Page:The Irish in Australia.djvu/301

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287
A GROUP OF STATESMEN.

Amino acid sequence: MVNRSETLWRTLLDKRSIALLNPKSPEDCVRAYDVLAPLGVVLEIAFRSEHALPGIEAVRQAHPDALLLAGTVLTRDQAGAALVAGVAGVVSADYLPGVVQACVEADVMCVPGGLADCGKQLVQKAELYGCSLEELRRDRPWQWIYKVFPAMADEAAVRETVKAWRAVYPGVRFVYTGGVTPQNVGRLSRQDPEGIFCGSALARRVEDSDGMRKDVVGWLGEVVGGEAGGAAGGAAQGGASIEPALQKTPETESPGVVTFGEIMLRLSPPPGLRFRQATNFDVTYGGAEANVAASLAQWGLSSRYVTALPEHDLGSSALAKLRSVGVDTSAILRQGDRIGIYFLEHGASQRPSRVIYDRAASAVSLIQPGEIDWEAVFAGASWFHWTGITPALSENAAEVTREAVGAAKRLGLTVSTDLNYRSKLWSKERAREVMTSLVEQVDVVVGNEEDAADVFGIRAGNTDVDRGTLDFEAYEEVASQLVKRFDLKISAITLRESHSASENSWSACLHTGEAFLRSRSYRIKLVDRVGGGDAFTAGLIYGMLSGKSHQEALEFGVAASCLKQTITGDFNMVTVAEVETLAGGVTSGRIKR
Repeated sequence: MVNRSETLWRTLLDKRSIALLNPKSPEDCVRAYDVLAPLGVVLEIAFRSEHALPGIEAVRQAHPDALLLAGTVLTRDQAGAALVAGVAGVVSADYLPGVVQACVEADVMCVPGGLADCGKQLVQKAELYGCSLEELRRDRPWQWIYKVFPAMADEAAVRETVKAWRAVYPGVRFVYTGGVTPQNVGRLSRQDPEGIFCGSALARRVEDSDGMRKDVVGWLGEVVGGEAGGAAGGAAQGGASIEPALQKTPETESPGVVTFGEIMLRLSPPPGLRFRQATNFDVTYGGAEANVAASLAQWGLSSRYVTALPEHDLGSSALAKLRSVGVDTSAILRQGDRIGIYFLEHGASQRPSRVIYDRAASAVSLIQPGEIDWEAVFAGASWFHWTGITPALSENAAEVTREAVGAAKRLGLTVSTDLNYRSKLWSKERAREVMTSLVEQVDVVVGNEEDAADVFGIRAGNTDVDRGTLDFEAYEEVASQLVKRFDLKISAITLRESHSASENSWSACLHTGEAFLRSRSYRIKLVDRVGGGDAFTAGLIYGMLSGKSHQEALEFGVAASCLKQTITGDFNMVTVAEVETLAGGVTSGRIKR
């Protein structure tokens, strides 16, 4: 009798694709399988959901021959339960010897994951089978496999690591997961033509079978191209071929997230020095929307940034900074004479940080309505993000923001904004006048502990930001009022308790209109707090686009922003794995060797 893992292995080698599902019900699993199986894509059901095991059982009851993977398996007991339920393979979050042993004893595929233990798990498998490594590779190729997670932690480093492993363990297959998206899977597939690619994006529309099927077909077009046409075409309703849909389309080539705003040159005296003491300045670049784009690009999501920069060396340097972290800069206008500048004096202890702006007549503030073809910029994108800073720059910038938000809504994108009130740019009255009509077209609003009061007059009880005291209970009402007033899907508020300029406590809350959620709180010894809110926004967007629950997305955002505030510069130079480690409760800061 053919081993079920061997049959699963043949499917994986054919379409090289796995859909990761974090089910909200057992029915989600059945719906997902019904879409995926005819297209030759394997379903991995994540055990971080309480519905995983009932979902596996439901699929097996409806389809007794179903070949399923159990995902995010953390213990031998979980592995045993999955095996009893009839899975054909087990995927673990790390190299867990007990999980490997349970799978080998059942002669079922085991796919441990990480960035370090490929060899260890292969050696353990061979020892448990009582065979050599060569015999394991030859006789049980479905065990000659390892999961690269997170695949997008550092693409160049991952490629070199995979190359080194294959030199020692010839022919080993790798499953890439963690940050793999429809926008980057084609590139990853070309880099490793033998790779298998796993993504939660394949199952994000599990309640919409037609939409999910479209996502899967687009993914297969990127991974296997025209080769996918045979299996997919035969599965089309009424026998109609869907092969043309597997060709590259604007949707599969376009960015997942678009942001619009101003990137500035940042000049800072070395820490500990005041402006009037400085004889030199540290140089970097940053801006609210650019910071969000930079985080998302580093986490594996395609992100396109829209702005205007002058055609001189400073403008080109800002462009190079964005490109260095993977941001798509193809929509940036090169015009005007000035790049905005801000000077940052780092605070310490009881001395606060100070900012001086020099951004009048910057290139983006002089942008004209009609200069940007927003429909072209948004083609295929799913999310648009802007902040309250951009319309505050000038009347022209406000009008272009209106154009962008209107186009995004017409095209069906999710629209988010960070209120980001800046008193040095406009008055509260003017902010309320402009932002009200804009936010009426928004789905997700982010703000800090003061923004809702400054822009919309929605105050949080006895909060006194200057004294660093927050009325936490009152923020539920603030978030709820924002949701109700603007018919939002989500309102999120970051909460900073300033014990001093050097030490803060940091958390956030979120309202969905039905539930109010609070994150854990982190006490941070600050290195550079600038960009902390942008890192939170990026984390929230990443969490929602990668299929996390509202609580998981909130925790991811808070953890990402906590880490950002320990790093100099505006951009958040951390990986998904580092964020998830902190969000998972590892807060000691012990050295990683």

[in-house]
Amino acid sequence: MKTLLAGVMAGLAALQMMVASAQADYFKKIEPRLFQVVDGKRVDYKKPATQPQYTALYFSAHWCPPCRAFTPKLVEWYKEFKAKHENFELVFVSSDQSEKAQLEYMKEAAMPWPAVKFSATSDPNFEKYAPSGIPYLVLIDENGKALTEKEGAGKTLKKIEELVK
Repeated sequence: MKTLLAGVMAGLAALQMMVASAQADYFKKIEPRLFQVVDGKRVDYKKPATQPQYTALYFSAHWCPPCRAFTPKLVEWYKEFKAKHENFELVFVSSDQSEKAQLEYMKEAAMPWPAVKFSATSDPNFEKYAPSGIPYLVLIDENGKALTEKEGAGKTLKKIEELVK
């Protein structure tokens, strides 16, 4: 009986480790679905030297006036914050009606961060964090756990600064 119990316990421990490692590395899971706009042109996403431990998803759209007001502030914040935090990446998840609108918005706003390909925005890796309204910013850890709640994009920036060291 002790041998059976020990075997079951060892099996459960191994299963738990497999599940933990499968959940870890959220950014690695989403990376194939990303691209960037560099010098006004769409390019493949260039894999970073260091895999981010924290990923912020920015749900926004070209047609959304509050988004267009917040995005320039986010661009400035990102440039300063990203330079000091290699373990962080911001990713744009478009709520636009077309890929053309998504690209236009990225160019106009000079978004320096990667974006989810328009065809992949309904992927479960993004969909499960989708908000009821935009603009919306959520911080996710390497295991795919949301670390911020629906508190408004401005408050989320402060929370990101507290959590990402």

Crown Prosecutor for the Melbourne district. In the beginning of 1877, on the eve of a general election, he resigned that office, and surprised everybody by offering himself as an ultra-Radical candidate to the electors of North Melbourne, a division of the metropolis in which the Irish vote is particularly strong. Although he polled 1,470 votes, he failed to secure a seat on that occasion, being in a minority of 16. Not long afterwards, however, a vacancy occurring in the representation of the neighbouring electorate of West Melbourne, he was returned after a brisk and exciting contest. He had in the meantime succeeded to the baronetcy on the death of his eldest brother. Sir Colman O'Loghlen, the representative of the County Clare in the House of Commons for fourteen years. The generous men of Clare paid Sir Bryan the high compliment of electing him in his absence to fill the seat that had been vacated by the death of his brother, but he never went home to take the seat, and it remained unoccupied for a lengthened period, until the House of Commons interposed and declared a fresh vacancy. Sir Bryan had the choice between a seat for Clare in the House of Commons and a seat for West Melbourne in the Legislative Assembly of Victoria. He chose the latter, and passed in quick succession from the ministerial office of Attorney-General to that of Acting Chief-Secretary. In the middle of 1881, Sir Bryan received a commission from the Queen's representative. Lord Normanby, to form a government on his own account. Thus, in less than four years of public life. Sir Bryan O'Loghlen had attained the highest office to which any colonist could aspire. In the new Ministry he filled the offices of Prime Minister, Treasurer, and Attorney-General. Two of his colleagues, it may be added, were Irish Catholics like himself, viz., the Hon. Henry